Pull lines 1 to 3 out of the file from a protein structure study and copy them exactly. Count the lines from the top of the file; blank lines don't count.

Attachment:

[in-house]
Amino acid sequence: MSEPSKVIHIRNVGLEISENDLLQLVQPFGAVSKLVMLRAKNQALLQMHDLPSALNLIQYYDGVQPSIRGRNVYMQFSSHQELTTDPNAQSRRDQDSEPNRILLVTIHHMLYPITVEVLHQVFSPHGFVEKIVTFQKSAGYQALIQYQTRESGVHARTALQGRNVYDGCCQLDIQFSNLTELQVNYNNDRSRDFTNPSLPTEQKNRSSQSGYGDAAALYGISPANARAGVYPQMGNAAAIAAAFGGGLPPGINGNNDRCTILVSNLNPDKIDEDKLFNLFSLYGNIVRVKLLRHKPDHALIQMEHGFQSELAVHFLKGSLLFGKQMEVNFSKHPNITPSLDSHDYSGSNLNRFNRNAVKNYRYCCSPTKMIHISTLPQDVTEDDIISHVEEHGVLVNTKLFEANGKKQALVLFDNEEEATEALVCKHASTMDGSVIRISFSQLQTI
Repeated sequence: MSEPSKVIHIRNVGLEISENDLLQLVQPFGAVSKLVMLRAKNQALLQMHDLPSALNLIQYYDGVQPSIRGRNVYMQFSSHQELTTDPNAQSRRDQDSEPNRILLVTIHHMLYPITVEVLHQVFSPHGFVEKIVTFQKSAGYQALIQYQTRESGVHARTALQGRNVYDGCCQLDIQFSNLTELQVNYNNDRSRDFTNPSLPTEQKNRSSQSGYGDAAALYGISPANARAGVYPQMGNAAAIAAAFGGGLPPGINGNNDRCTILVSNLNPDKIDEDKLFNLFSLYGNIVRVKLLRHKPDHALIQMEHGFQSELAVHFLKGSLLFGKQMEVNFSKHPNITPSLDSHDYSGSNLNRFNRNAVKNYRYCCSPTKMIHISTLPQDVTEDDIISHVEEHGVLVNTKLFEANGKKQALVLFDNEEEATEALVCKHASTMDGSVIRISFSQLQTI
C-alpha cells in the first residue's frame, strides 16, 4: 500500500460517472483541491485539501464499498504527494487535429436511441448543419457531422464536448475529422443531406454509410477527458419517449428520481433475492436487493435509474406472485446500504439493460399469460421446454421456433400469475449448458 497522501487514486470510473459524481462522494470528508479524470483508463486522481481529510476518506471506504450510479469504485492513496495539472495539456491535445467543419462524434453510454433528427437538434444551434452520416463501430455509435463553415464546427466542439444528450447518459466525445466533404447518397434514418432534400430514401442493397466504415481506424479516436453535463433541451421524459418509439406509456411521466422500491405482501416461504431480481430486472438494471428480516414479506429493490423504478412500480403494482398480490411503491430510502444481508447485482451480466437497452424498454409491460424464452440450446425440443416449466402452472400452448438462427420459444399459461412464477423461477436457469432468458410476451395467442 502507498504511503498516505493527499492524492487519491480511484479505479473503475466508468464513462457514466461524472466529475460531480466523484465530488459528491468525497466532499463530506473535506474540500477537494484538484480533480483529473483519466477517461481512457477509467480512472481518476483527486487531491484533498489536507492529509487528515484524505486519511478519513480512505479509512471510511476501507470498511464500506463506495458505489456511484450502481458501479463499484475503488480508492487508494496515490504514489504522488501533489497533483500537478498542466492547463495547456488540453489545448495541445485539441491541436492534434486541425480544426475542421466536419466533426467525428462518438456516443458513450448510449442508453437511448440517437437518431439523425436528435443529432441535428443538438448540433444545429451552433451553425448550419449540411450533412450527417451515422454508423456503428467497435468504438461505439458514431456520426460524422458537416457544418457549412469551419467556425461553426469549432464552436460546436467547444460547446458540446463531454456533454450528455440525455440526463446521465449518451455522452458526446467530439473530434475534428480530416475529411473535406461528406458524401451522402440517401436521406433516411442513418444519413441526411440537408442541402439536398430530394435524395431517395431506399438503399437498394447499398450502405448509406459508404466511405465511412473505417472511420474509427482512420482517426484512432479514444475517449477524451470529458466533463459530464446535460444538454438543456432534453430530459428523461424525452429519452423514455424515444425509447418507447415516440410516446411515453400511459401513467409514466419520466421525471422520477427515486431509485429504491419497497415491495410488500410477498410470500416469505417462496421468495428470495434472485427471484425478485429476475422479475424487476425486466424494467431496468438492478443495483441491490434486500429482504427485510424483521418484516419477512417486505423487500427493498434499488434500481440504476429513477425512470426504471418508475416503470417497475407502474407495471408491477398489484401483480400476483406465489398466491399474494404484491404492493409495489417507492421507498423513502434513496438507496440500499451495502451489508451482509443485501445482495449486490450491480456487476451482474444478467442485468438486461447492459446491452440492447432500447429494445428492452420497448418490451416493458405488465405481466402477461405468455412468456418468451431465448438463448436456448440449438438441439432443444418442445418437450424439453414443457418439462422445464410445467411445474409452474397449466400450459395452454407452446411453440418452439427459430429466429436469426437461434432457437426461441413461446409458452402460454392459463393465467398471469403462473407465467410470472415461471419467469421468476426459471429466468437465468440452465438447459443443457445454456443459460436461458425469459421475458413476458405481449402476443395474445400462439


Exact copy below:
[in-house]
Amino acid sequence: MSEPSKVIHIRNVGLEISENDLLQLVQPFGAVSKLVMLRAKNQALLQMHDLPSALNLIQYYDGVQPSIRGRNVYMQFSSHQELTTDPNAQSRRDQDSEPNRILLVTIHHMLYPITVEVLHQVFSPHGFVEKIVTFQKSAGYQALIQYQTRESGVHARTALQGRNVYDGCCQLDIQFSNLTELQVNYNNDRSRDFTNPSLPTEQKNRSSQSGYGDAAALYGISPANARAGVYPQMGNAAAIAAAFGGGLPPGINGNNDRCTILVSNLNPDKIDEDKLFNLFSLYGNIVRVKLLRHKPDHALIQMEHGFQSELAVHFLKGSLLFGKQMEVNFSKHPNITPSLDSHDYSGSNLNRFNRNAVKNYRYCCSPTKMIHISTLPQDVTEDDIISHVEEHGVLVNTKLFEANGKKQALVLFDNEEEATEALVCKHASTMDGSVIRISFSQLQTI
Repeated sequence: MSEPSKVIHIRNVGLEISENDLLQLVQPFGAVSKLVMLRAKNQALLQMHDLPSALNLIQYYDGVQPSIRGRNVYMQFSSHQELTTDPNAQSRRDQDSEPNRILLVTIHHMLYPITVEVLHQVFSPHGFVEKIVTFQKSAGYQALIQYQTRESGVHARTALQGRNVYDGCCQLDIQFSNLTELQVNYNNDRSRDFTNPSLPTEQKNRSSQSGYGDAAALYGISPANARAGVYPQMGNAAAIAAAFGGGLPPGINGNNDRCTILVSNLNPDKIDEDKLFNLFSLYGNIVRVKLLRHKPDHALIQMEHGFQSELAVHFLKGSLLFGKQMEVNFSKHPNITPSLDSHDYSGSNLNRFNRNAVKNYRYCCSPTKMIHISTLPQDVTEDDIISHVEEHGVLVNTKLFEANGKKQALVLFDNEEEATEALVCKHASTMDGSVIRISFSQLQTI